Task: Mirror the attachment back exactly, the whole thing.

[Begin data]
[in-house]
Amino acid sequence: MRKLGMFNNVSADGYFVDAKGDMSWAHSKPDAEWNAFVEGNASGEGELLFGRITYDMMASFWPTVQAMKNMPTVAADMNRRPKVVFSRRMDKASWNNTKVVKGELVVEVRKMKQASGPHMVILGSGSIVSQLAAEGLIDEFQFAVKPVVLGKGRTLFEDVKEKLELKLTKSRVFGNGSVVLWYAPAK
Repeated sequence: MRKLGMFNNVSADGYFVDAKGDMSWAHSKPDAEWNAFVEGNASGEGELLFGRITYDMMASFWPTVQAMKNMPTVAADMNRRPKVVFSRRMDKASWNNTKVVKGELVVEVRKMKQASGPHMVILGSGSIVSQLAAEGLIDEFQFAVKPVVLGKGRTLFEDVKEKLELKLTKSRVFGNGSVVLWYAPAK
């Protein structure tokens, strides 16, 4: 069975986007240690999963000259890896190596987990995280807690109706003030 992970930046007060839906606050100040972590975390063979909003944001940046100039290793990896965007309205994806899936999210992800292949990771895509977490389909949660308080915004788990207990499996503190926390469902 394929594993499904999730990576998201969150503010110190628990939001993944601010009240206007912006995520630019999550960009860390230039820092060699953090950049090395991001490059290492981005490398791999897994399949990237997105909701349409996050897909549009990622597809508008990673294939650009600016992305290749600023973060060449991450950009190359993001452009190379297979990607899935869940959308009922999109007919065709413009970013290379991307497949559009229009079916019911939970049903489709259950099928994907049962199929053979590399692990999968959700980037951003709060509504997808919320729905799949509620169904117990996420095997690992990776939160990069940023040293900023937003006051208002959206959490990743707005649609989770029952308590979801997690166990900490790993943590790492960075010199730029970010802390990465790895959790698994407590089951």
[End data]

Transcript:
[in-house]
Amino acid sequence: MRKLGMFNNVSADGYFVDAKGDMSWAHSKPDAEWNAFVEGNASGEGELLFGRITYDMMASFWPTVQAMKNMPTVAADMNRRPKVVFSRRMDKASWNNTKVVKGELVVEVRKMKQASGPHMVILGSGSIVSQLAAEGLIDEFQFAVKPVVLGKGRTLFEDVKEKLELKLTKSRVFGNGSVVLWYAPAK
Repeated sequence: MRKLGMFNNVSADGYFVDAKGDMSWAHSKPDAEWNAFVEGNASGEGELLFGRITYDMMASFWPTVQAMKNMPTVAADMNRRPKVVFSRRMDKASWNNTKVVKGELVVEVRKMKQASGPHMVILGSGSIVSQLAAEGLIDEFQFAVKPVVLGKGRTLFEDVKEKLELKLTKSRVFGNGSVVLWYAPAK
């Protein structure tokens, strides 16, 4: 069975986007240690999963000259890896190596987990995280807690109706003030 992970930046007060839906606050100040972590975390063979909003944001940046100039290793990896965007309205994806899936999210992800292949990771895509977490389909949660308080915004788990207990499996503190926390469902 394929594993499904999730990576998201969150503010110190628990939001993944601010009240206007912006995520630019999550960009860390230039820092060699953090950049090395991001490059290492981005490398791999897994399949990237997105909701349409996050897909549009990622597809508008990673294939650009600016992305290749600023973060060449991450950009190359993001452009190379297979990607899935869940959308009922999109007919065709413009970013290379991307497949559009229009079916019911939970049903489709259950099928994907049962199929053979590399692990999968959700980037951003709060509504997808919320729905799949509620169904117990996420095997690992990776939160990069940023040293900023937003006051208002959206959490990743707005649609989770029952308590979801997690166990900490790993943590790492960075010199730029970010802390990465790895959790698994407590089951």